Its the holidays. Perhaps you were expecting a holiday gift guide, or maybe the construction of some elaborate gin themed holiday staple (like a gin tree? like a gin-vent calendar?). I’m sorry to disappoint, but instead- bare with me here. I thought, let’s take a look at one of the most fabulous cocktails in the gin lover’s repertoire: the Aviation cocktail.
The Aviation is a fantastic cocktail for a few reasons. One, although its a gin drink, the violet + lemon combination is such a far cry from the bitterness of Gin and Tonic, that often times people are surprised to know its a gin cocktail. Its a great entry point to gin. Secondly, its a strong cocktail. The stereotype of gently colored drinks is that they’re “easy,” “gentle,” or otherwise fauxtinis. I assure you, this is none of those things. It is a definitively boozy cocktail. Third, I think its a great way to showcase some of the key characteristics of New Western/New American Gins. The floral notes of gins like Aviation, Seneca Drums or any of the G’vine gins are highlighted in this cocktail like none other.
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Aaron’s Note: Please excuse this re-post. This isn’t something we normally do around here, but seeing as how this week we’re covering the Negroni cocktail in depth, I felt it worthwhile to re-post this blog post I did earlier this year on the delicious and stimulating cocktail (with a few new editorial comments) Cheers!
Generally the Negroni is considered a “pre-dinner” drink. The bitters, often Campari is designed to stimulate the appetite before a meal. Apertifs and Digestifs in particular are more common in Italian culture; therefore the reputed origin of the Negroni- say Florence, Italy, somewhere around 1919?
Regardless of origin, this drink is classic; however uncommon it may be. In its most general form a Negroni consists of gin (surprise, surprise!), sweet red vermouth, and a bitters/campari. Though in theory an alternative like Cynar could be used, most cocktailians seem to agree that this is a drink for Campari. Though other variations exist, I don’t know if I would call them a true Negroni.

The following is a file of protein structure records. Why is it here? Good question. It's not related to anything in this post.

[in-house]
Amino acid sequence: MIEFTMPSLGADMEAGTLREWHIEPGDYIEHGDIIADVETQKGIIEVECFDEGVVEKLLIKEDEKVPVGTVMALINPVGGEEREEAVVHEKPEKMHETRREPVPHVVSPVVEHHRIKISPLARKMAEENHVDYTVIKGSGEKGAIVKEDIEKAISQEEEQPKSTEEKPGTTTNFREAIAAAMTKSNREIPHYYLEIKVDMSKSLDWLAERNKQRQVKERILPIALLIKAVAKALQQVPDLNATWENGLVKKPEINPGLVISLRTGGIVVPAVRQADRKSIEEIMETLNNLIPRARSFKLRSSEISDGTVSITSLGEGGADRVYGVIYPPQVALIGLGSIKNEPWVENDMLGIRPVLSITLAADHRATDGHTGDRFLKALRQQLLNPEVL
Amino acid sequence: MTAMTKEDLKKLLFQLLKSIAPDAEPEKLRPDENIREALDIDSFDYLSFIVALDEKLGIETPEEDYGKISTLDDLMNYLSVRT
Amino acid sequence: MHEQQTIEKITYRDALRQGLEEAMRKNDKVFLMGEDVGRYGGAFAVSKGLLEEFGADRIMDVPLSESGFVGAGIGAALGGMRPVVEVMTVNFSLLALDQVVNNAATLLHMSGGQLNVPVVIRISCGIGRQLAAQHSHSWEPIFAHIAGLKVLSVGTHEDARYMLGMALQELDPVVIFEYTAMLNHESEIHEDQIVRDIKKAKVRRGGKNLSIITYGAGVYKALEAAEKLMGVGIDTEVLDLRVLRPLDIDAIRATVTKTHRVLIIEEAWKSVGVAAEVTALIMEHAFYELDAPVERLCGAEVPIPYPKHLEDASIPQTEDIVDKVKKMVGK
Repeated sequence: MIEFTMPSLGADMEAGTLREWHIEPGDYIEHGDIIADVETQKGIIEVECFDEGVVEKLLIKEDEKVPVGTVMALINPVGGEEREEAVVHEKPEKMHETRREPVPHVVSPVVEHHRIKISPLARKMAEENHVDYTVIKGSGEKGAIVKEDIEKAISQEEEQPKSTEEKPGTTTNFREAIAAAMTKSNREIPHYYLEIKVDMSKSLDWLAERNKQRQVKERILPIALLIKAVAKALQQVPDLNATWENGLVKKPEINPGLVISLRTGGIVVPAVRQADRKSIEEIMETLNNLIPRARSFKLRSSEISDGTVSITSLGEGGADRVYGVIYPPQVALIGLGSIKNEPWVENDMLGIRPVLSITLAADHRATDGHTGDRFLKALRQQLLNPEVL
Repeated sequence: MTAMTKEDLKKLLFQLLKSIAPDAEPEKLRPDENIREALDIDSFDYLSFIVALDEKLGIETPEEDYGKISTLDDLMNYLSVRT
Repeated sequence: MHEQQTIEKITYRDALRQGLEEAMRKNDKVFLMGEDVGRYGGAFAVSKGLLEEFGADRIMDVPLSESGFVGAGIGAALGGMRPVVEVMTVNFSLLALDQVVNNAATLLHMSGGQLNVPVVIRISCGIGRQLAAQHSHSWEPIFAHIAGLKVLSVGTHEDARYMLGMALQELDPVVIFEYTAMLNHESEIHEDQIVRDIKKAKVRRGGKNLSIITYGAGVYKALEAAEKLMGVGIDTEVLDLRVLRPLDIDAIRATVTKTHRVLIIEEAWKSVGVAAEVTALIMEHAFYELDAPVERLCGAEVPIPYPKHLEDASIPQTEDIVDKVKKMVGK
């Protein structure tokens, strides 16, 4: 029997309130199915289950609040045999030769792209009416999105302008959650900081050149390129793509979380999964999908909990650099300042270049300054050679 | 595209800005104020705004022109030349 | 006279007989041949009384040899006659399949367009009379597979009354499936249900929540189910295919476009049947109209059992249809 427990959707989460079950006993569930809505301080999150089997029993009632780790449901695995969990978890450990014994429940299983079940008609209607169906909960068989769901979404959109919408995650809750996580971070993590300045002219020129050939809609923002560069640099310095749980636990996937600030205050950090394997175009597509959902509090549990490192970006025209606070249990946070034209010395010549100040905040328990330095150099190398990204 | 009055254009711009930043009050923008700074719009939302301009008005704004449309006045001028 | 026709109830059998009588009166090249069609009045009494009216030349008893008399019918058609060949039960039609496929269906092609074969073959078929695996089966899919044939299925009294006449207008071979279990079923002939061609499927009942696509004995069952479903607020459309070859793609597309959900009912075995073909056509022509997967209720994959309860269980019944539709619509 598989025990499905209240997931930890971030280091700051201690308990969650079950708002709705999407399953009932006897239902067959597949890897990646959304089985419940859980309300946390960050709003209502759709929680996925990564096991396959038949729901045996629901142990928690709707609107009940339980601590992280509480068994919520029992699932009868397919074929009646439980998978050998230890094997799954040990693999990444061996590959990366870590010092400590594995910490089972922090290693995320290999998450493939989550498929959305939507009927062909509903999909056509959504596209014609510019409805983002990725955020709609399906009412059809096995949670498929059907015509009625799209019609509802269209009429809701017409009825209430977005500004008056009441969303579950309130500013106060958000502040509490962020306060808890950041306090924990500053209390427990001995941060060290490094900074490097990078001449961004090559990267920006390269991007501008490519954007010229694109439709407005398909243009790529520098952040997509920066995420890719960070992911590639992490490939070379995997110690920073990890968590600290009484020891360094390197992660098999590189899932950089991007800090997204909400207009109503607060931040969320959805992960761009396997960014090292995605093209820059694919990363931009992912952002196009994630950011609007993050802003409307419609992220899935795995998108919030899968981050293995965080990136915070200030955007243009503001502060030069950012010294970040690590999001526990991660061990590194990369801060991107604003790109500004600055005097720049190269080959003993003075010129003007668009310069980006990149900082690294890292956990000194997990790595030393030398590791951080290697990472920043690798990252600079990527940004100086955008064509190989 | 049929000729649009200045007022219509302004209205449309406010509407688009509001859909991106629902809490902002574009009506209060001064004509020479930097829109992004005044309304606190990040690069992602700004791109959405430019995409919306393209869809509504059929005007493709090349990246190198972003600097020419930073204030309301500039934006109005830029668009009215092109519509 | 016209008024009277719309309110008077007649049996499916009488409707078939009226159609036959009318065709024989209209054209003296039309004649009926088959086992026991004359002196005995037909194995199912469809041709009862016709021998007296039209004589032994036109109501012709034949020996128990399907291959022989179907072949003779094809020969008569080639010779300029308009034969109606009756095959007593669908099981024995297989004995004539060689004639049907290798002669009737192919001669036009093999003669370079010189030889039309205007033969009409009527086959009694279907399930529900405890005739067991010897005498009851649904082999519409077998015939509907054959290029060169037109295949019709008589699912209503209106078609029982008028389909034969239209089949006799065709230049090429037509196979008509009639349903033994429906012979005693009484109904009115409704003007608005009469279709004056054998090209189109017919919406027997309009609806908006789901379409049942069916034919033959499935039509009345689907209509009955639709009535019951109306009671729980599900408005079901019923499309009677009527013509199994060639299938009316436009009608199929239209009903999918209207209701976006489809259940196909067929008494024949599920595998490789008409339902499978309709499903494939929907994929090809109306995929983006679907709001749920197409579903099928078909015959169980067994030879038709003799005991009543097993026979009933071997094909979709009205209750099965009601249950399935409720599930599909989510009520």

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I spent the 2010-2011 holiday season in Buffalo with my dear family. My in-laws (who are lovely people, and readers of this blog, so consider this a “shout-out!”) usually stock gin for the sole reason that I will drink it when I am there. They had bought a bottle of Bombay Sapphire a couple of years ago, but said bottle ran out during a particularly heated “Iron Chef” competition with my wife’s future sister in law (consider this another “shout-out!”). So I, being the lovely person that I am, went to the store and bought a bottle to replace the one I “killed.”
That bottle was of Seneca Drums gin, and considering the fridge was well stocked with Q Tonic, the drink was an easy one to decide upon.
Setting the Scene: Again, this is the holidays. Hardly a mixologists’ convention. So we’re going easy here. Easy to make, and easy to drink. Though, I will say- in this case leaving the lime out was not laziness (though it could easily be mistaken for such….) it was due to the complexity and bouquet of the gin at hand. There is so much going on and so much to appreciate in Seneca Drums gin, that I elected to forgo the lime- which is unusual as in most cases, Q Tonic’s bitterness requires that bit of sweetness.
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